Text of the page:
The snowbelt North, and especially those who use the term “lake effect” as a swear word. I know the “tires” argument is coming and I won’t refute that, but for average people that have less-than-urban commutes, you start with AWD or 4WD, or go with FWD, and add snow tires.

    • 0 avatar
      Maymar

      I’m in the North. Tim’s in the North (the Maritimes aren’t exactly known for their gentle winters). If you get legitimate winter, I feel like you’re going about it the wrong way – tires first, no matter what you drive, and if that’s not good enough, that’s when you add more driven wheels. See again the whole argument about how AWD does basically nothing to help you turn and stop.

      I can sort of buy AWD in a slightly more southern climate that gets slammed once a year, but couldn’t justify winter tires otherwise.

      • 0 avatar
        True_Blue

        It’s more a commentary on preferred drivelines with snow tires, as opposed to drivelines versus snow tires.

        Real accumulations require dedicated rubber.

      • 0 avatar

        Hills, what do you people and your tires do about hills? Honestly I have several times ended up fighting to get up a hill in FWD cars with snow tires. I really do prefer AWD. That said I can live with out it but it’s nice to have. Honestly hard data is hard to come by but I have played with my 4wd and trucks and pulling the AWD fuse when I had my outback, it does seem to affect handling as well.

        • 0 avatar
          True_Blue

          Nope, I’m with you. To be truly prepared in areas where snow is measured in feet (or meters) you want the right rubber on the wheels, and as many of them fighting for grip as possible.

          Ground clearance is another decider. You can dig a mighty large trench in a hurry if the chassis beaches.

        • 0 avatar
          Maymar

          mopar4wd, I’ll admit I don’t live in the hilliest area, but I’ve only ever found a couple hills I had trouble with (I don’t think I had snow tires on any of those times anyhow). And in those rare occasions, no one’s getting anywhere anyhow, so no one’s bothered when I reverse up the hill.

          Like I said, AWD has its place, but in northern climates, only when winter tires by themselves aren’t enough.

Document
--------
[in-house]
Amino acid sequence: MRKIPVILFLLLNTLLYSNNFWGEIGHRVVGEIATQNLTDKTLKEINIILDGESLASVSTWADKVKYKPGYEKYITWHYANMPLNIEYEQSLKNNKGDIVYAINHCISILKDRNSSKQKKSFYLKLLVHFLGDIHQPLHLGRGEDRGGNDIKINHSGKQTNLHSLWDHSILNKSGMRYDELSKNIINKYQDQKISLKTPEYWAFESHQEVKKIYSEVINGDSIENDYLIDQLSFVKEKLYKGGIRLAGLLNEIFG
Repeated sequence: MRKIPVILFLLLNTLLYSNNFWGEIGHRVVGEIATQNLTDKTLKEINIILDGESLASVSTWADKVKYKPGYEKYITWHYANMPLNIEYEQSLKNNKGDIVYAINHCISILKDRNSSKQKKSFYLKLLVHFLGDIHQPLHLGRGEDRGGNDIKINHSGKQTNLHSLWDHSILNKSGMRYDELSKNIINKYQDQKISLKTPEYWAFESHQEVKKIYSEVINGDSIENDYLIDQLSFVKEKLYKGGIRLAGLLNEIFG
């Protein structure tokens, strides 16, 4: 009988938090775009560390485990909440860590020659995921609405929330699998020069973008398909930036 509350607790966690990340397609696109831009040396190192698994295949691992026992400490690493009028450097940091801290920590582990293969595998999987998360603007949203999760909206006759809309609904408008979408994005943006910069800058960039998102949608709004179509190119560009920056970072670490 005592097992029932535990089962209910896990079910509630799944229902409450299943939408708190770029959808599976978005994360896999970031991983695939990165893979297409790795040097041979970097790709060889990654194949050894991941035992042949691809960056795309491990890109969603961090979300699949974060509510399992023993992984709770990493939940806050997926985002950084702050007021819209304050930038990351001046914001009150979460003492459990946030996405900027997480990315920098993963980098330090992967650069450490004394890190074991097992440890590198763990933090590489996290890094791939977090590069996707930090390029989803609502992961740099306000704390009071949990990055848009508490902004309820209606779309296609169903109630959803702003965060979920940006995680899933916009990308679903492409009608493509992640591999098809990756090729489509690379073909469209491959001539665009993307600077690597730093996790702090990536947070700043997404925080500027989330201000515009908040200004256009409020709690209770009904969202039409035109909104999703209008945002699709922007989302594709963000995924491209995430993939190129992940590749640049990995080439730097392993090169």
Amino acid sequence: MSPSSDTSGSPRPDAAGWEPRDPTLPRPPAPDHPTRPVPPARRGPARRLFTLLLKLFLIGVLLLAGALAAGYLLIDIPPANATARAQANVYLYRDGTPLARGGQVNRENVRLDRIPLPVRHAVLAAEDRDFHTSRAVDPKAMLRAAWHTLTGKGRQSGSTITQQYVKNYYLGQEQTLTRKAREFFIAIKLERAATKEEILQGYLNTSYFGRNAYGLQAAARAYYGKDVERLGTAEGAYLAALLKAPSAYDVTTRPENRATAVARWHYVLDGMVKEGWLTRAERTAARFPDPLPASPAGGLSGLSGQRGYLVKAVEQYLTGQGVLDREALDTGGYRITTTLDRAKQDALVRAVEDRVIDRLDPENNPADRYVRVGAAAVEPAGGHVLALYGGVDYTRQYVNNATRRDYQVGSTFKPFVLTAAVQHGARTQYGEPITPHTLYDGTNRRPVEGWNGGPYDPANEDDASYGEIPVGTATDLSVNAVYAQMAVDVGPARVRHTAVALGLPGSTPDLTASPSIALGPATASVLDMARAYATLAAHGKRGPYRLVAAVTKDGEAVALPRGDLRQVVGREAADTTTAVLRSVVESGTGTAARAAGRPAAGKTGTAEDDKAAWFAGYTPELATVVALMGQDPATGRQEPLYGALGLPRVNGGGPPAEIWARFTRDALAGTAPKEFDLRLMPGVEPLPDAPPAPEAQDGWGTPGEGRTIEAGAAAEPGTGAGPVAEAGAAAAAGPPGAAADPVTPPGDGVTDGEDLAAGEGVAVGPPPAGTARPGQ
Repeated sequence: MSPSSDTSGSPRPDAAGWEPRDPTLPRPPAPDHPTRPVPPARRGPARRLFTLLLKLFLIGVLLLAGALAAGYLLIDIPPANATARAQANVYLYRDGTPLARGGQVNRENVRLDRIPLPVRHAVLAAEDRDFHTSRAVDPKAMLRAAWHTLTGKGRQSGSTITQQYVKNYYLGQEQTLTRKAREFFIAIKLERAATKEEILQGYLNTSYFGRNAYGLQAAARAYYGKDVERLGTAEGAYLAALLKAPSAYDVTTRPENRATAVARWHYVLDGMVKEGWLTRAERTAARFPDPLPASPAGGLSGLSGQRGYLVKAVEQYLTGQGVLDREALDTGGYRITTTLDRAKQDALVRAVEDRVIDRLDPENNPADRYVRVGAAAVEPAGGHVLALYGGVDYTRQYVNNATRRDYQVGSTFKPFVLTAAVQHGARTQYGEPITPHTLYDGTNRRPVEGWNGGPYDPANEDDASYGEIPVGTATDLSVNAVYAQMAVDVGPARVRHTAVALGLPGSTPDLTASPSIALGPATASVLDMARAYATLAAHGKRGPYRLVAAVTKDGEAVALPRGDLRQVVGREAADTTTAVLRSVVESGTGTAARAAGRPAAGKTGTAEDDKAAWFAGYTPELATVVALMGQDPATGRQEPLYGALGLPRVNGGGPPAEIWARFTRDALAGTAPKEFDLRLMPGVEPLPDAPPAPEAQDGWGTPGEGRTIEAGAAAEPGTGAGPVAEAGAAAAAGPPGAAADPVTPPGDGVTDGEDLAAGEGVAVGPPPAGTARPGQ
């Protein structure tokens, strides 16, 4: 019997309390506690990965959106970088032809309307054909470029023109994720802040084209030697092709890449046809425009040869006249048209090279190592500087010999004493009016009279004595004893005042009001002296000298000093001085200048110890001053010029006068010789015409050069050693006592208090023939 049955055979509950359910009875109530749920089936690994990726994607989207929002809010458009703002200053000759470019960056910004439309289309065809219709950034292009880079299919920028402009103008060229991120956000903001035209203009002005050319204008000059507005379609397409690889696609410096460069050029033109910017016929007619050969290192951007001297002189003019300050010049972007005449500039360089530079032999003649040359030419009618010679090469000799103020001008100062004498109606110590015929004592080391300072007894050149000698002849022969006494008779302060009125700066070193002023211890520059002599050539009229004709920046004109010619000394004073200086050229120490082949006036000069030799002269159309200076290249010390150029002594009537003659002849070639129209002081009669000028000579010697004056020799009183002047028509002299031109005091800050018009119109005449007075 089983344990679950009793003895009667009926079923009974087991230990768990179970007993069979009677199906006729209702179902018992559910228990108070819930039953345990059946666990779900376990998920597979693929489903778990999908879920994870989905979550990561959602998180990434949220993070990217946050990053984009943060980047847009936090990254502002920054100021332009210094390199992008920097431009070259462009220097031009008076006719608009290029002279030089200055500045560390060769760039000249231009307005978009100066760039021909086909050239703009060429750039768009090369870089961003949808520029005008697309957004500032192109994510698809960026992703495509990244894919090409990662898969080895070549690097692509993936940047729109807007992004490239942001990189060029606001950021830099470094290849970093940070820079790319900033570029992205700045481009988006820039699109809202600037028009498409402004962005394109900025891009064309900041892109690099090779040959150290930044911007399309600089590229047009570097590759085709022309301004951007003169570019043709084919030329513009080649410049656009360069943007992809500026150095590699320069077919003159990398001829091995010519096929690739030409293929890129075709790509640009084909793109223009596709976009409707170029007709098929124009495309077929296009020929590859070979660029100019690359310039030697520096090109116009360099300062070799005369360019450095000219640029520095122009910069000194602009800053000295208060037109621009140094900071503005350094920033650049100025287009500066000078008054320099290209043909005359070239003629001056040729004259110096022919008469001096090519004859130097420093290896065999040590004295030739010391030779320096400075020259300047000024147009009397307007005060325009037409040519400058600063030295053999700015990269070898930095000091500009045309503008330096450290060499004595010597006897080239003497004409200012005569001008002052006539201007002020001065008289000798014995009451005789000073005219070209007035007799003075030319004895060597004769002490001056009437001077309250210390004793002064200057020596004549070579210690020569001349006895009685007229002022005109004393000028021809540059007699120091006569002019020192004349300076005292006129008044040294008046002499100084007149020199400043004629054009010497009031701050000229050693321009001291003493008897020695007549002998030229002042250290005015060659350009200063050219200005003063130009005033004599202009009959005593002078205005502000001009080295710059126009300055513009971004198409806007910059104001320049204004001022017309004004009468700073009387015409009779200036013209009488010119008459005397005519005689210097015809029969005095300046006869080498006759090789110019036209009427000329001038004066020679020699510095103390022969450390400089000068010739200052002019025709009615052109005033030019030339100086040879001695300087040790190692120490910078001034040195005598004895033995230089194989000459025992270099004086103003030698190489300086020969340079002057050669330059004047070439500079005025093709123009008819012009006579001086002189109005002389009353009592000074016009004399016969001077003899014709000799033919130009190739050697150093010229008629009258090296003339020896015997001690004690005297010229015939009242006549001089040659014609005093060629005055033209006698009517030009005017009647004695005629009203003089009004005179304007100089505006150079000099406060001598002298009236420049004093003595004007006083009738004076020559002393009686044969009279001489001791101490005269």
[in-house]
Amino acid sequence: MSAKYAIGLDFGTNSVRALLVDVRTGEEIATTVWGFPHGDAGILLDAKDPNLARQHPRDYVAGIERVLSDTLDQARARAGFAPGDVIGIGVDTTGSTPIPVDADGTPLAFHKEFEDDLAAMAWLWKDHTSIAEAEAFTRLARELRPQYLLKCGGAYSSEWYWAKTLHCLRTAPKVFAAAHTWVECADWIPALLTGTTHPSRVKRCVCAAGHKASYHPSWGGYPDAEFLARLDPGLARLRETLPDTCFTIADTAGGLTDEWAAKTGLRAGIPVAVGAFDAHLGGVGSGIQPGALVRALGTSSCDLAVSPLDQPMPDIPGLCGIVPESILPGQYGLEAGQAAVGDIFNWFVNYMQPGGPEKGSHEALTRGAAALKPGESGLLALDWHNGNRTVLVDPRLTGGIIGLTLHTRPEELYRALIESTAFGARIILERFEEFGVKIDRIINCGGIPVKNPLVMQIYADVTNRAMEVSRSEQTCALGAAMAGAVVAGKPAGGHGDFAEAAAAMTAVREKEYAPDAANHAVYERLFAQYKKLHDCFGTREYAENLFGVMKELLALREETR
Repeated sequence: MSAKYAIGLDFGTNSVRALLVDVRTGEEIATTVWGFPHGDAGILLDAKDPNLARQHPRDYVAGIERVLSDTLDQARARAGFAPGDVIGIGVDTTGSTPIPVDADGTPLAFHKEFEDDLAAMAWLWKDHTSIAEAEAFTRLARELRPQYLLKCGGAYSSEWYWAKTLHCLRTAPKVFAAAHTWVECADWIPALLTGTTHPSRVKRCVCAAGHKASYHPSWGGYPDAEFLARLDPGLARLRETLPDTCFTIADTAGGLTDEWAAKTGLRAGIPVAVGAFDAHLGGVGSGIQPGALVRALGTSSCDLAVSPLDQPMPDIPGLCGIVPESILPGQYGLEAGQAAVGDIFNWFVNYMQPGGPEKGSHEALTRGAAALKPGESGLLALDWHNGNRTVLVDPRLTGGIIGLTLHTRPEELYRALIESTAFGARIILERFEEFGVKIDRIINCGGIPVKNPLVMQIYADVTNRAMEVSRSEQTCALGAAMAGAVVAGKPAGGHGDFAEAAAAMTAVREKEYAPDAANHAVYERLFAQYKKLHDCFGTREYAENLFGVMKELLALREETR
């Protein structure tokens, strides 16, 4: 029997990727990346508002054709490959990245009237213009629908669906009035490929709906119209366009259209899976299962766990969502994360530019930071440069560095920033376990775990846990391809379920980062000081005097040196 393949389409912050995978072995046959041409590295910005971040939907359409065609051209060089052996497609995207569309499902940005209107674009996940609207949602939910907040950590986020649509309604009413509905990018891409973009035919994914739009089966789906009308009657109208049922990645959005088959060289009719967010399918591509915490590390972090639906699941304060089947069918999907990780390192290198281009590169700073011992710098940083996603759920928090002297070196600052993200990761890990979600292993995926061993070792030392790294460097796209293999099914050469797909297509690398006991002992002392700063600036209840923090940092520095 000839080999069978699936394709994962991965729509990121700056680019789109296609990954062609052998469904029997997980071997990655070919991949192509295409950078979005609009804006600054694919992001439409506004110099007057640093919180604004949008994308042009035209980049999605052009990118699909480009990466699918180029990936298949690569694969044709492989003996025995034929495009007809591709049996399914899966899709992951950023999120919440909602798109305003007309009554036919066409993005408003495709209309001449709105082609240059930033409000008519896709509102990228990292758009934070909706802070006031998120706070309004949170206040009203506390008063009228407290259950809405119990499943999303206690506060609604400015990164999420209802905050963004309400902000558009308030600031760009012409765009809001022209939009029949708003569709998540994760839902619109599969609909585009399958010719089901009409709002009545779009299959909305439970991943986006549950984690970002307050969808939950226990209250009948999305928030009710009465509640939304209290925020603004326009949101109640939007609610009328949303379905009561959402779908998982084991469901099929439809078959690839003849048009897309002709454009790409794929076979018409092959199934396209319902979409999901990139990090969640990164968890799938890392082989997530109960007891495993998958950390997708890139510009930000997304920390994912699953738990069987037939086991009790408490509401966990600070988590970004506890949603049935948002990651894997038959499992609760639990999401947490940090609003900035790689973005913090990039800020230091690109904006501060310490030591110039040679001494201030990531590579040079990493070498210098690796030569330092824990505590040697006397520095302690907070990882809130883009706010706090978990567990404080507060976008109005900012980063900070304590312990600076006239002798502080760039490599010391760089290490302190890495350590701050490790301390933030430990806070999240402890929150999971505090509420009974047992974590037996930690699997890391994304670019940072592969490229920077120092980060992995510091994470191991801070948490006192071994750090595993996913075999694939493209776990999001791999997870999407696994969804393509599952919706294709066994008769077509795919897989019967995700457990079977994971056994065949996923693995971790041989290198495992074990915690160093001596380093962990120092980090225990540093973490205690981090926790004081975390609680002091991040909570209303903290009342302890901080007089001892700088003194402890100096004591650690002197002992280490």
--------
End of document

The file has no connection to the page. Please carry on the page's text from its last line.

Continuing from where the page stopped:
• 0 avatar
        Scoutdude

        A true AWD system and not a slip and grip electronically activated 4wd system masquerading as AWD does help you turn.

        • 0 avatar
          rpn453

          It certainly does allow you to rotate under power if you turn off the nannies, but that’s irrelevant for most drivers, as well as most emergency handling situations where the driver is slowing rather than accelerating.

  • avatar
    Kenmore

    Dare To Be Anonymous!

  • avatar
    rjg

    The last point about the discount on the maxima is a good one that journalists often overlook. Journalists live in a works of comparing MSRPs without knowing the real selling prices (or lease deals to be had). That’s often the answer to question “why would someone by that when they could get x for the same price”.

    • 0 avatar
      Kyree S. Williams

      Exactly. There are tons of cars (like the Maxima) that rarely sell for their MSRPs.

      • 0 avatar
        PrincipalDan

        Dealers/manufacturers would be driven nuts but I’d love to see “Average Transaction Prices” for vehicles. Which models sell for the closest to MSRP and which sell for the farthest from MSRP?

        • 0 avatar
          kefkafloyd

          That is literally the point of TrueCar. Or, at least, was the point until the dealers co-opted it. There’s plenty of ATP data there to mull over.

          • 0 avatar
            Mandalorian

            I feel like large American Trucks and SUVs are the most guilty of this, then they hit you with the: “This amazing deal won’t last long- sign the papers NOW!”

            Big reason people don’t like dealers with their high pressure sales tactics.

  • avatar
    Matt Foley

    Imagine it’s 1986 and you’re looking at midsize sedans. GM had the Pontiac 6000STE, Ford had the Fox-chassis LTD (available with 5.0), Honda had the new third-gen Accord, and Nissan had the Maxima. Four VERY different cars, each with advantages and drawbacks. 3 of the 4 were available with manuals (not sure about the LTD).

    Now it’s 2016 and you’re looking at midsize sedans. Malibu, Fusion, Accord, Altima. Every one is superior to its 1986 counterpart (after 30 years of development, they ought to be), but they’re all pretty much the same. And only the Accord is available with a manual, if you can find one.